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Friday, December 6, 2019

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  • Martin Rushmere (221) (X)

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New TransPac Services Add Fuel to the Fire

Posted to Martin Rushmere (by Martin Rushmere) on September 10, 2010

A curious concoction is fermenting around the West Coast. The Containership Company (TCC), nominally based in Denmark, is pleased with results so far, a $3 million net loss on $21 million in revenue during the first half of its first year. Then we have Hainan PO Shipping…

Hail the New Trading Era

Posted to Martin Rushmere (by Martin Rushmere) on September 2, 2010

Maersk, the Wal Mart of the ocean, has been at the forefront of critics of the fledgling container derivatives market. (In March, boss Eivind Kolding called the business "a casino.") This week a UK retailer sued Maersk for alleged breaches of contract on price and services.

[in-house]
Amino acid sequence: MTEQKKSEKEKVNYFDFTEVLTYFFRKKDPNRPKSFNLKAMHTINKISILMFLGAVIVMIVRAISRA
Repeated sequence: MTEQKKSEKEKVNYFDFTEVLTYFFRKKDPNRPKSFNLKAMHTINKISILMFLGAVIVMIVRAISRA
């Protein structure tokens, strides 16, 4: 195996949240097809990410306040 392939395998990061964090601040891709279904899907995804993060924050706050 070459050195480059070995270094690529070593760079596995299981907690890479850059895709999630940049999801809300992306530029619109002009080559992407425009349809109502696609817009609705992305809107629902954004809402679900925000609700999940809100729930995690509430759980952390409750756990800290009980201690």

A Welcome Act of Public Regard

Posted to Martin Rushmere (by Martin Rushmere) on August 27, 2010

When ports refuse wage rises, more people should take notice. Seattle has provided a model answer to other sectors of the economy with boss Tay Yoshitani turning down a 4 percent pay hike on top of his $330,000 a year. Some investment bankers…

Port and City Dispute Gets Nasty

Posted to Martin Rushmere (by Martin Rushmere) on August 19, 2010

Long Beach port commissioners are fighting for their turf and showing valiant colors in fighting off City Hall. Despite some heavy pressure from the city's mayor and colleagues over changes to the amount of money the city can take from the port each year, commissioners stuck to their guns.

More Detail on Port Investment Ratings

Posted to Martin Rushmere (by Martin Rushmere) on August 12, 2010

More details have become available about Moody's rating agency's take on the soundness of 18 US ports plus two intermodal corridors. "Negative credit pressures remain as ports recover from revenue and cargo losses that fell to levels well below earlier expectations…

Is Maritime Security too Important to be Left to Professionals?

Posted to Martin Rushmere (by Martin Rushmere) on August 5, 2010

And so it goes, with politicians second guessing maritime professionals. This week's example is brought by House members Bennie Thompson, chairman of the House Homeland Security Committee, Edward Markey and Jerrold Nadler, who are not exactly…

Ports Turn Into Cash Cows

Posted to Martin Rushmere (by Martin Rushmere) on July 29, 2010